Is YouTube safe for kids? | The Tylt

Is YouTube safe for kids?

Every minute, 400 hours of content is uploaded to YouTube. With this kind of volume, some parents question whether or not the site can ever be truly safe for kids. In early 2019, one parent found a video on YouTube Kids with hidden instructions on how to commit suicide. Many parents feel that no matter how many parental controls the site rolls out, YouTube can never be completely safe. Others trust that YouTube does everything in its power to purge problematic material around the clock. What do you think?

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In early 2019, one mother in Florida was horrified to find instructions on how to commit suicide spliced into a video on YouTube Kids, a section of YouTube dedicated to "family-friendly" content. The Daily Mail's Tim Stickings reported that the so-called "instructions" were hidden four minutes and 45 seconds into a seven-minute video.

In the clip a man signals with his hand on his wrist, giving specific advice on how to slit them to 'get results'.

 CNN's Doug Criss added that the mother, Free Hess, first saw this video in July of 2018. YouTube promptly took the video down, only for Hess to find it again in February. Upon further investigation, Hess was shocked to find more dangerous content on YouTube Kids:

When Hess went to YouTube Kids and started exploring the site, what she saw there shocked her. She said she found videos glorifying not only suicide but sexual exploitation and abuse, human trafficking, gun violence and domestic violence. One video, inspired by the popular "Minecraft" video game, even depicted a school shooting.
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But according to YouTube, the site does everything within its power to prevent content like this from appearing on YouTube Kids and to take it down immediately if it does. YouTube tells parents:

We use a mix of filters, user feedback and human reviewers to keep the videos in YouTube Kids family friendly. But no system is perfect and inappropriate videos can slip through, so we’re constantly working to improve our safeguards and offer more features to help parents create the right experience for their families.

CNN reported on YouTube's statement following the controversy with the "instructional" video. The YouTube team understands that there are improvements to be made, and it is ready and willing to do the work to make sure parents feel totally secure. 

"We appreciate people drawing problematic content to our attention, and make it possible for anyone to flag a video," the statement said. "Flagged videos are manually reviewed 24/7 and any videos that don't belong in the app are removed.
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Some say that YouTube's algorithm is also to blame. The Verge's Julia Alexander reported on comments from Matt Watson, a former YouTube content creator, on the subject. According to Watson, it is incredibly easy for predators to both sexualize innocent content via video comments and to assist other predators in finding explicit content. Watson explains:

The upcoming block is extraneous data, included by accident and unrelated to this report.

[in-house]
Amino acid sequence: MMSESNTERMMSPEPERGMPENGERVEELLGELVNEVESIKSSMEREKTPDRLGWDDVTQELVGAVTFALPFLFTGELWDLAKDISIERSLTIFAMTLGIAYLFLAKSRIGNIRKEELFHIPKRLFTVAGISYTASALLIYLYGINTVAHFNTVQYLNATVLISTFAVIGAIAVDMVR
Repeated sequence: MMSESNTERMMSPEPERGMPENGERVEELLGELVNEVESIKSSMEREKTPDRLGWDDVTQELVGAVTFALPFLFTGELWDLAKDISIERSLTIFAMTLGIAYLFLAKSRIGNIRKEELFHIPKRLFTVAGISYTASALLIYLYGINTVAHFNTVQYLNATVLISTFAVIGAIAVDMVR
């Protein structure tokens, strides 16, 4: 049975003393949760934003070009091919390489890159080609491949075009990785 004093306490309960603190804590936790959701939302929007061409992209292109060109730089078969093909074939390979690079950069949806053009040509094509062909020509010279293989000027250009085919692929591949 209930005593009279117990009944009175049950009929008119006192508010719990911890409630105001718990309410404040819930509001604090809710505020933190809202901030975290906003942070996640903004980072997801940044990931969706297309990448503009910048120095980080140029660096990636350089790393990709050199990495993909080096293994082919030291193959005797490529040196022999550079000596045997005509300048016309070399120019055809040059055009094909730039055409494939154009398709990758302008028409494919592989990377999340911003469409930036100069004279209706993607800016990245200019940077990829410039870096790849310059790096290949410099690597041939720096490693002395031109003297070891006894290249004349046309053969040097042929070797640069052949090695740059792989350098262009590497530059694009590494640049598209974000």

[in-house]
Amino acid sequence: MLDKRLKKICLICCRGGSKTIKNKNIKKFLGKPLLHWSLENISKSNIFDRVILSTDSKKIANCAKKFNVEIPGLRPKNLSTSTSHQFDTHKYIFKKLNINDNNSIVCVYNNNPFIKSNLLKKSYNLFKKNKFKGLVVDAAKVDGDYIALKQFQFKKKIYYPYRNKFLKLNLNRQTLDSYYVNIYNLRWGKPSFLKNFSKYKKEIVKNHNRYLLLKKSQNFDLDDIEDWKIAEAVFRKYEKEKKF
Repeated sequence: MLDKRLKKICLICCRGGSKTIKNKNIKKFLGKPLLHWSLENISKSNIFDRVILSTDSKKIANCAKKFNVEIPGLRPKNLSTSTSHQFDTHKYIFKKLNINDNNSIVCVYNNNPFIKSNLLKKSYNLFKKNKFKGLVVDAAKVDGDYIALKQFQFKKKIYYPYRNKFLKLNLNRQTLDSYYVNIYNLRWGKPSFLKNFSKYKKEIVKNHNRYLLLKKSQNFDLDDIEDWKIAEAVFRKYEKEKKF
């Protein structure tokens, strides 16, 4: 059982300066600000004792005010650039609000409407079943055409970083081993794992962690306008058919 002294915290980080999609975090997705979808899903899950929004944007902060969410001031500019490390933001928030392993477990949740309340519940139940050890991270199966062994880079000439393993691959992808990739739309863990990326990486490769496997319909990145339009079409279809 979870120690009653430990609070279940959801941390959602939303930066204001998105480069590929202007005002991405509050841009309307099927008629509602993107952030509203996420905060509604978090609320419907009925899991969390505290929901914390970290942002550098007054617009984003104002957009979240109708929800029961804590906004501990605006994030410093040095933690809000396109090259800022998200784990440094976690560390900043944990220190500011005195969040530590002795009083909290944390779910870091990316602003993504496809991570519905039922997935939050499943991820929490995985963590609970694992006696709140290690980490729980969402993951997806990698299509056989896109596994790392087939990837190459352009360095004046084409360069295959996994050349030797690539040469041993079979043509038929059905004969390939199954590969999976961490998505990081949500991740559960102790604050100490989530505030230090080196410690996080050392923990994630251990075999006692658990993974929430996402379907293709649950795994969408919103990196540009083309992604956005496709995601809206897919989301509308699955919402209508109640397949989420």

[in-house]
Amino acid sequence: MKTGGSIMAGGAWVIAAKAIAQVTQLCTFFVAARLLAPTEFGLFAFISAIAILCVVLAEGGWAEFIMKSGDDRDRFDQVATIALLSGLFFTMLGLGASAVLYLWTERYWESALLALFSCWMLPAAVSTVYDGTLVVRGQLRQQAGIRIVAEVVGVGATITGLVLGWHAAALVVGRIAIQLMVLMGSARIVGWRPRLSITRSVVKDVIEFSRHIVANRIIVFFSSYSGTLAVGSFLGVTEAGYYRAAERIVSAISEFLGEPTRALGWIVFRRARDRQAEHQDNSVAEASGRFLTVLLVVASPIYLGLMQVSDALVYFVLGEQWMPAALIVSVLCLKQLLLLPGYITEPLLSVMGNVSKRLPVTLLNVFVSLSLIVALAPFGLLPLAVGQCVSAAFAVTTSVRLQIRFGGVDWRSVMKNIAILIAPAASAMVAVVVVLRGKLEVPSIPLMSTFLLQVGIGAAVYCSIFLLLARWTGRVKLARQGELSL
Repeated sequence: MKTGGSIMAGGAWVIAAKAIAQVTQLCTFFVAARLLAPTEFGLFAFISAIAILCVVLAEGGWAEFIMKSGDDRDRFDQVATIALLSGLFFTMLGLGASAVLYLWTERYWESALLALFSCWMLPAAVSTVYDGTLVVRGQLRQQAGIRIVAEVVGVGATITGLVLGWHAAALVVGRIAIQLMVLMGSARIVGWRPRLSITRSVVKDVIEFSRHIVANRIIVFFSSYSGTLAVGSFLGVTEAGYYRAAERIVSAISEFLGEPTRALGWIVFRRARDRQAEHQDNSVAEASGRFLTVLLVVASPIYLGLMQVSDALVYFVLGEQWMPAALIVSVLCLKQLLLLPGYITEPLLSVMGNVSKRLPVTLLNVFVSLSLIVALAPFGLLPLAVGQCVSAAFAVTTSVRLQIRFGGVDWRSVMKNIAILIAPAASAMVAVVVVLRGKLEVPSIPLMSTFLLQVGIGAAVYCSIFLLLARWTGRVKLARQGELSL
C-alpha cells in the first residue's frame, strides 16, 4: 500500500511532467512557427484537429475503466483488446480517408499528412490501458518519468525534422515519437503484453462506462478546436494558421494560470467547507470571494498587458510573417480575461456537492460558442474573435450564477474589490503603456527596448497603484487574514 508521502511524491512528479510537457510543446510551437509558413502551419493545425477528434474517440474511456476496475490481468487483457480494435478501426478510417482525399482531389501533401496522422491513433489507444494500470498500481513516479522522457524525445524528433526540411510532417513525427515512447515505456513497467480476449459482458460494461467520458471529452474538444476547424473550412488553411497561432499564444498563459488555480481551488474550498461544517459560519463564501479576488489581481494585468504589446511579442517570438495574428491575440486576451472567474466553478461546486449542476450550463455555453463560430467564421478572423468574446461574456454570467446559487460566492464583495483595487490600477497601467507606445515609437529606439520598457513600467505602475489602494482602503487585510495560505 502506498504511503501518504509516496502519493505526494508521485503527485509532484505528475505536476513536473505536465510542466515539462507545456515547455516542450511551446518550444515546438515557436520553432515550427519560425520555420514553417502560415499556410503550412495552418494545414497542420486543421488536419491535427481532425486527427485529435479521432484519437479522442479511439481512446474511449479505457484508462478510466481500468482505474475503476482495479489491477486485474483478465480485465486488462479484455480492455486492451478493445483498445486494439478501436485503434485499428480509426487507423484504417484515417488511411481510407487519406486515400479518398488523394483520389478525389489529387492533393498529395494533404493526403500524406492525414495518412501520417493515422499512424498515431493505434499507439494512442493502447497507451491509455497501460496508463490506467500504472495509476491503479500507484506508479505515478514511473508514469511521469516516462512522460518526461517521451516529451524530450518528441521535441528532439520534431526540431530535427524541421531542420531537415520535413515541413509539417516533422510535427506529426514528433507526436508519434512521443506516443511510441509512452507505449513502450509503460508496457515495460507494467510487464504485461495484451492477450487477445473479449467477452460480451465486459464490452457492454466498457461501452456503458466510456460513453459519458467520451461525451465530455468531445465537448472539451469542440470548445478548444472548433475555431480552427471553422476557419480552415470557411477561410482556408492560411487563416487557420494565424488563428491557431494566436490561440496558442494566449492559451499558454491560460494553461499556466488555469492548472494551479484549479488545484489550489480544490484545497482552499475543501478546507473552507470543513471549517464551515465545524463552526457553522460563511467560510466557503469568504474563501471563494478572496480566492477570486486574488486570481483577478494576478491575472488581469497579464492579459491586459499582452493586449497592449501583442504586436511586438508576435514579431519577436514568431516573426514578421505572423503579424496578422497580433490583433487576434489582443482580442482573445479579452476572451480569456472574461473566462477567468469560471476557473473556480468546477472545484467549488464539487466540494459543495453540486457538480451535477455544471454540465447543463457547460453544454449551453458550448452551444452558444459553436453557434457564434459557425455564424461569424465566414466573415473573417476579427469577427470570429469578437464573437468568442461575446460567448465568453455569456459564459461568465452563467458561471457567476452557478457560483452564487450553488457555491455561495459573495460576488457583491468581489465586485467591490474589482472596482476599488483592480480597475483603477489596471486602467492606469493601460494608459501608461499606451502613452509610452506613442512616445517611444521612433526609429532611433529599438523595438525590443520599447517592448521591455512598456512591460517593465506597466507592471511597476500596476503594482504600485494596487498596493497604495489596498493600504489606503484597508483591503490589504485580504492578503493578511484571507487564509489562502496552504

“Youtube’s recommended algorithm is facilitating pedophiles’ ability to connect with each-other, trade contact info, and link to actual child pornography in the comments,” Watson wrote on Reddit. “I can consistently get access to it from vanilla, never-before-used YouTube accounts via innocuous videos in less than ten minutes, in sometimes less than five clicks.”

400 hours of videos are uploaded to YouTube every minute, and 1.3 billion people use the site. In other words, YouTube remains a never-ending maze of content, making it almost impossible to expect zero foul-play on the site. From Elsagate in 2017 to the life-threatening "instructions" found in 2019, YouTube cannot guarantee safe content for kids.

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Given the depth of content on the site, part of YouTube's strategy for monitoring is leaning on parents to report the questionable content they find. According to The Conversation

YouTube largely regulates itself...YouTube also uses computer programs to try to identify and classify problematic content, and complaints by users themselves...This last idea—of user complaints—depends on parents to be vigilant or to teach children to make these complaints themselves.

Although this might seem like a daunting task, there are a number of simple steps parents can take to help monitor the content their kids consume. CNET recommends things like turning off the search function for kids to counteract YouTube's algorithm, setting a custom passcode, and whitelisting certain channels and videos.

In 2017, YouTube's global head of family and learning content, Malik Ducard, maintained that in the past 30 days, “less than .005 percent of the millions of videos" on YouTube Kids contained inappropriate content. YouTube might have unlimited videos to sift through, but parents need only approve of the content they want their kids to see, rather than feeling the pressure of searching through it all to find the bad. If and when something inappropriate comes up, parents can report it immediately. As Ducard puts it, parents "are in the driver's seat."

FINAL RESULTS
Culture
Is YouTube safe for kids?
A festive crown for the winner
#YouTubeNotSafe
#YouTubeIsSafe